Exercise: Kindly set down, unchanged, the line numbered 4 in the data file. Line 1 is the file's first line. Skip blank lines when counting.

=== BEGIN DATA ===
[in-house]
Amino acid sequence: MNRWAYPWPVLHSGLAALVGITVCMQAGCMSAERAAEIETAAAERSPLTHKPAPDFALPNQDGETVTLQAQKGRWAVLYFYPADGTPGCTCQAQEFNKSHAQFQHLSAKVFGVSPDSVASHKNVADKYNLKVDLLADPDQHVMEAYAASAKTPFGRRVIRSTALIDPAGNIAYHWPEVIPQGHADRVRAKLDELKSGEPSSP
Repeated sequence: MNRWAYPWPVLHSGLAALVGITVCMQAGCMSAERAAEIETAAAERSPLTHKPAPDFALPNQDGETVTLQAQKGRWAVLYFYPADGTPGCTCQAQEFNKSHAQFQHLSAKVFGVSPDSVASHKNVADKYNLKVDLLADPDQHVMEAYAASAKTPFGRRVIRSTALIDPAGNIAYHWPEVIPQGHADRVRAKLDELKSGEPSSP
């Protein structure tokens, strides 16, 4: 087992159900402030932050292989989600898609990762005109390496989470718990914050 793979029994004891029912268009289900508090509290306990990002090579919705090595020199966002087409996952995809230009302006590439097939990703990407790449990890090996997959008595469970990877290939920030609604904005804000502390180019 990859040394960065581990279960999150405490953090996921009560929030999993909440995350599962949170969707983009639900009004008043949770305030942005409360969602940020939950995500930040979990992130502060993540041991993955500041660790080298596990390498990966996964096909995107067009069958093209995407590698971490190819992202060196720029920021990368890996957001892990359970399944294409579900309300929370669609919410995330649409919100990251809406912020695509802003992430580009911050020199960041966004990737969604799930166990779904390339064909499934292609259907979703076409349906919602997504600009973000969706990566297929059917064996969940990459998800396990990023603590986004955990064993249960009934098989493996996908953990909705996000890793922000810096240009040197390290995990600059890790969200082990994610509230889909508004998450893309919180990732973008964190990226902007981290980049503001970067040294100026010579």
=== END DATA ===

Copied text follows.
């Protein structure tokens, strides 16, 4: 087992159900402030932050292989989600898609990762005109390496989470718990914050 793979029994004891029912268009289900508090509290306990990002090579919705090595020199966002087409996952995809230009302006590439097939990703990407790449990890090996997959008595469970990877290939920030609604904005804000502390180019 990859040394960065581990279960999150405490953090996921009560929030999993909440995350599962949170969707983009639900009004008043949770305030942005409360969602940020939950995500930040979990992130502060993540041991993955500041660790080298596990390498990966996964096909995107067009069958093209995407590698971490190819992202060196720029920021990368890996957001892990359970399944294409579900309300929370669609919410995330649409919100990251809406912020695509802003992430580009911050020199960041966004990737969604799930166990779904390339064909499934292609259907979703076409349906919602997504600009973000969706990566297929059917064996969940990459998800396990990023603590986004955990064993249960009934098989493996996908953990909705996000890793922000810096240009040197390290995990600059890790969200082990994610509230889909508004998450893309919180990732973008964190990226902007981290980049503001970067040294100026010579």